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Houston ISD returning to 100% in-person instruction for 2021-22 with 15 additional days of learning

The district says recent STAAR test results show there are concerns about the "learning loss" that occurred statewide during the pandemic.

HOUSTON — The Houston Independent School District confirmed Tuesday morning that its upcoming school year will be 100 percent in-person.

In a statement, Houston school district leaders said the decision is based on a recent report about how education suffered during the pandemic:

Several other school districts have also made the same call after Texas legislation that would have funded remote learning for public schools failed to pass.

RELATED: HISD adds 15 days to the school year

RELATED: STAAR test results show in-person learners did better

HISD statement

"HISD is aware and concerned about the learning loss that has resulted statewide from educational challenges caused by the pandemic. The recent STAAR test results provide us an opportunity to address student academic needs and utilize resources to regain learning. HISD is adding 15 additional days of instruction and returning to 100% in-person instruction in the fall. We expect this will produce better student outcomes. Additionally, we are formulating plans that will mitigate students’ lost time and improve educational performance."

Earlier this week, the Texas Education Agency said STAAR Test outcomes for in-person learners was appreciably higher than for those who were remote learning.

Houston parent Claire Bonilla has three children in HISD, and results were split between the two who took the STAAR.

"My senior did exceptionally well," Bonilla said. "She was on site, started virtual, but was on site later throughout the year. My junior was all virtual and did terrible.”

She said her son Isaac, who attends Sterling High School with hopes of being a pilot thought its aviation program, never really took off.

“I have to tell you, his teachers were trying to do what they could do with the resources they had," Bonilla said. "I just think they didn’t have the best resources and the time.”

HISD said that it's aware and concerned about the learning loss statewide from educational challenges caused by the pandemic.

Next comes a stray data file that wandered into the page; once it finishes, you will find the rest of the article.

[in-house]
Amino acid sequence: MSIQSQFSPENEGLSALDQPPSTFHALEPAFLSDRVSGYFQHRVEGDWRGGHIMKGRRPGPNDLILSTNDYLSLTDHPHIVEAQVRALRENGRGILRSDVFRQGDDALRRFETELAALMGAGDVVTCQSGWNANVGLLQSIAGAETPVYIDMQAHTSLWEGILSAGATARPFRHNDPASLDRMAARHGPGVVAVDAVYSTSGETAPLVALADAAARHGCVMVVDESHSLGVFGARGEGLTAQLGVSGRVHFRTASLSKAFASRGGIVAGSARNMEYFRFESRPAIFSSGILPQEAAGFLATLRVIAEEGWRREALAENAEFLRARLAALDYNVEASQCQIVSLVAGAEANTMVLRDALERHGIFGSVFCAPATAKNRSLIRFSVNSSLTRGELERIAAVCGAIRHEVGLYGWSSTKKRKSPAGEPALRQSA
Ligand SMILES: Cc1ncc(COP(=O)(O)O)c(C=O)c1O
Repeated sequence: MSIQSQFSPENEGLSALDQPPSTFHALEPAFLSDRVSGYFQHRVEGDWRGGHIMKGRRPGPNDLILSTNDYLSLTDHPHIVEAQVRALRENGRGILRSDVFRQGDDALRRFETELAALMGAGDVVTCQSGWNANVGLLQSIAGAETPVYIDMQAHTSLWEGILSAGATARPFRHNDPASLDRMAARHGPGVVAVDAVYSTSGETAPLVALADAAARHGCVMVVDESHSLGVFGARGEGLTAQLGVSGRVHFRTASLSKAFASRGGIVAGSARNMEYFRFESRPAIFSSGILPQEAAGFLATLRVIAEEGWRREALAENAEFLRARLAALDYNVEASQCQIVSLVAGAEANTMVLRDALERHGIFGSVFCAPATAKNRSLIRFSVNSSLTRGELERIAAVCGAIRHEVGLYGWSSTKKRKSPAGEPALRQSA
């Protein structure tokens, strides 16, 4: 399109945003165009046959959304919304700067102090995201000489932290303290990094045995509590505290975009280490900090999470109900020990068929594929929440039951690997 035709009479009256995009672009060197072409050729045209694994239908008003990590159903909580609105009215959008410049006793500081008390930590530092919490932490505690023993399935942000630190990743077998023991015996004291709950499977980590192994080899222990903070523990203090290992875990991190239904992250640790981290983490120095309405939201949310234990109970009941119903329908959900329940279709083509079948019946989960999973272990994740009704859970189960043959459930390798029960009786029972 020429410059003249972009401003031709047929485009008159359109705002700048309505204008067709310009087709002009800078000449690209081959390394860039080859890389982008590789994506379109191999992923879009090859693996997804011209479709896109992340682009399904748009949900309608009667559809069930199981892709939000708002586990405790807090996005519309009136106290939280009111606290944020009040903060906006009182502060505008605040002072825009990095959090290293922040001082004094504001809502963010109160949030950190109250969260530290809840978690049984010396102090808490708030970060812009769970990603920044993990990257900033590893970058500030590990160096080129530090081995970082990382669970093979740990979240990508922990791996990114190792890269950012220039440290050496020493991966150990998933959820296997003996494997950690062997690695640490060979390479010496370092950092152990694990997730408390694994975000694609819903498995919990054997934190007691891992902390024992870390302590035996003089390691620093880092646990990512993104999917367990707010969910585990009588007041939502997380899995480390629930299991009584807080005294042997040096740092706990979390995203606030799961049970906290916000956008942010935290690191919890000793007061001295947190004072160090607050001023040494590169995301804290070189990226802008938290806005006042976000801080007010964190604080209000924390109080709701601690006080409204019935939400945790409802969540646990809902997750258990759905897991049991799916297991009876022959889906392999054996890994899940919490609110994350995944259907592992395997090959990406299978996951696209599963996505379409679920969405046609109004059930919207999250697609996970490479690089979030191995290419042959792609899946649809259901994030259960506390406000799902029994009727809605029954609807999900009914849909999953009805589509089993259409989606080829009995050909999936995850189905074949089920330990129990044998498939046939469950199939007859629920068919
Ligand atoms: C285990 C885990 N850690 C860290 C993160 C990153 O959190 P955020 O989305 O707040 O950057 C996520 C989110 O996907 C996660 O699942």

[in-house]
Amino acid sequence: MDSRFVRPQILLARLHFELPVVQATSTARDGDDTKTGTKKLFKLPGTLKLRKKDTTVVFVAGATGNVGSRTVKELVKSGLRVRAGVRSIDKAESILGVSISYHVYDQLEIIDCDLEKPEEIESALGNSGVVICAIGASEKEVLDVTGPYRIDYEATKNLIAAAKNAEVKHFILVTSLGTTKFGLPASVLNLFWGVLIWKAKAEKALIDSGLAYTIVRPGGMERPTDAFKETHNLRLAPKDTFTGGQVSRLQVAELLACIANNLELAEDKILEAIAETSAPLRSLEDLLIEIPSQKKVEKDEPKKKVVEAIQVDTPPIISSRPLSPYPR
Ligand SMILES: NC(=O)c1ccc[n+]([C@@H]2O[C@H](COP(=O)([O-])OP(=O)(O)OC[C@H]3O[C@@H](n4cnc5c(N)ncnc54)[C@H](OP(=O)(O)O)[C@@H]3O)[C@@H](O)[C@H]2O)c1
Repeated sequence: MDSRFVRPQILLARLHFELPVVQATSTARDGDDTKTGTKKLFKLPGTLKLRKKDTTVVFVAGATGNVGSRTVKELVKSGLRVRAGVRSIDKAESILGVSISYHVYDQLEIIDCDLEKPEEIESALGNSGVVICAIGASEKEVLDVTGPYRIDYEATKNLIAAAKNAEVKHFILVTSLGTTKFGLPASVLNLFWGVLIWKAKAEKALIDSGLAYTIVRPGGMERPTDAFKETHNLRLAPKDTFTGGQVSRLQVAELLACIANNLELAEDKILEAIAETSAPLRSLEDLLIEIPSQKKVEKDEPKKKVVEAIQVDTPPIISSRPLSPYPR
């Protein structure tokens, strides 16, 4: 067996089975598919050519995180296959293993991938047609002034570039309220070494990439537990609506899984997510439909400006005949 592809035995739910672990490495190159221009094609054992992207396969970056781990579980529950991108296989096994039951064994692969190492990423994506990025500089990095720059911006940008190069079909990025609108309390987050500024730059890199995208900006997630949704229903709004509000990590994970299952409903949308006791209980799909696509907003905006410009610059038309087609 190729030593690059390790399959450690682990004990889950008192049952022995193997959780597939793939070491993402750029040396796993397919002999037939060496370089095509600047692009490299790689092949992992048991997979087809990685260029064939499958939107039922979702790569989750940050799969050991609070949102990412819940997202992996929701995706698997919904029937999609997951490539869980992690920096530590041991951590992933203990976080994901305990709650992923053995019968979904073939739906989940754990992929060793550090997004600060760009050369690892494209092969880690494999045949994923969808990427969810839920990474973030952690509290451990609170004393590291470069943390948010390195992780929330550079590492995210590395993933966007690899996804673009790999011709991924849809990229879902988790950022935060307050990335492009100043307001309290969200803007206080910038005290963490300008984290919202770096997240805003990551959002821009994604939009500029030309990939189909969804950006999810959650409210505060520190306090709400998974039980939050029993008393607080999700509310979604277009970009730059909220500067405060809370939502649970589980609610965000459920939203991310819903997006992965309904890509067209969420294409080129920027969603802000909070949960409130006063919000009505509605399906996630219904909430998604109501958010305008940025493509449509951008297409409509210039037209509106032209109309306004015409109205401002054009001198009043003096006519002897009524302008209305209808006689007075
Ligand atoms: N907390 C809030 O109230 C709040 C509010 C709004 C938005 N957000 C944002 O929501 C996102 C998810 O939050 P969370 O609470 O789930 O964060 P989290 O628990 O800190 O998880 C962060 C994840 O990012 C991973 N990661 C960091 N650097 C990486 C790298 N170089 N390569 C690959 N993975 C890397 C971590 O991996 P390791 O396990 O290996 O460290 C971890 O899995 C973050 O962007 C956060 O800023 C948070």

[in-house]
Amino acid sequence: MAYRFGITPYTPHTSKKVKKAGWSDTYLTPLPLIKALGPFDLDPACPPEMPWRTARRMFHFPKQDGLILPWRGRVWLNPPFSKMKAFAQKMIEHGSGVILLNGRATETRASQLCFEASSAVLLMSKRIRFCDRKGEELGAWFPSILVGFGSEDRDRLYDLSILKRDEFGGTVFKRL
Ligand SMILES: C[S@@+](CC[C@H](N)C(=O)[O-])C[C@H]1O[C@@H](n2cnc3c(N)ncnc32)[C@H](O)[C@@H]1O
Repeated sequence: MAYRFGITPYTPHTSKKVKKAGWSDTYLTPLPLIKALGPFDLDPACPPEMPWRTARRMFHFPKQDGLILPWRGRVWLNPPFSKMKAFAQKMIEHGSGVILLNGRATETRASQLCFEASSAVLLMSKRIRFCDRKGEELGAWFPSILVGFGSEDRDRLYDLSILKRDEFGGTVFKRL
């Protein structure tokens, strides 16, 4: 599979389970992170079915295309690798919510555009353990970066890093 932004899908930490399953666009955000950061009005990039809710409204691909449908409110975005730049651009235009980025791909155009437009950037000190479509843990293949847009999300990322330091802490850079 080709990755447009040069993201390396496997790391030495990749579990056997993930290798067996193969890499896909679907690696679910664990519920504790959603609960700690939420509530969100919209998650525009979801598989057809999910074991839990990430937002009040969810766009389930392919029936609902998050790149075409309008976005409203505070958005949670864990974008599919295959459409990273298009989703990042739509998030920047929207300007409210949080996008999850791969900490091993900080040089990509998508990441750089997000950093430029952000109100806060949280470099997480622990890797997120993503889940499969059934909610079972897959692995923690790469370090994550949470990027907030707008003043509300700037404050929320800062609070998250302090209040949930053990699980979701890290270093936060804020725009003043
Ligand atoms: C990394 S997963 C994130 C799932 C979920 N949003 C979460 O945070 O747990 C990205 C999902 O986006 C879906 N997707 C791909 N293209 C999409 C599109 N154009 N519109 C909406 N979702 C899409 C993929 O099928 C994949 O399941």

That’s part of the reason the district plans to add 15 additional days of instruction and return in the fall to 100 percent in-person learning.

“I do think that it is the ideal setting," said kindergarten teacher Camila Fuller.

She said that’s especially true for the youngest students and added that last year at Love Elementary felt like it started over three or four times thanks to all of the challenges.

"It was very challenging," Fuller said.

But like many colleagues, she believes extra work deserves added pay.

"There could be some issues with that," Fuller said. "But I do think that it is in the best interest of the students and teachers, because we do have a lot of learning loss that we need to account for."

Bonilla hopes a more normal school year results in more consistent test scores.

"You know, it caught me off guard,” Bonilla said.

HISD said teachers should get extra-duty pay for added days.

We reached out to other districts as well, and here's what Spring ISD told us about STAAR and learning loss:

Spring ISD Superintendent Rodney E. Watson said the district’s STAAR results were in line with trends seen across the state due to the pandemic.

“However, we also saw gains in achievement across various levels and schools which supports the dedication and focus that teachers and campus leaders provided during the pandemic,” he said.

“We’re very focused now on next steps to help our students recover and accelerate their learning so that we can get our students back on grade level as quickly as possible,” Watson said. “We’ve invested in summer school and we’re planning for more interventions during the school year, including tutoring, counseling and ongoing support for our teachers to help them grow every student.”

“We know that recovering from the pandemic is going to require a lot of hard work and innovative strategies, but we’re confident that we’re going to be able to be able to make up ground and close the gaps.”

For more on STAAR results via TEA, click here.

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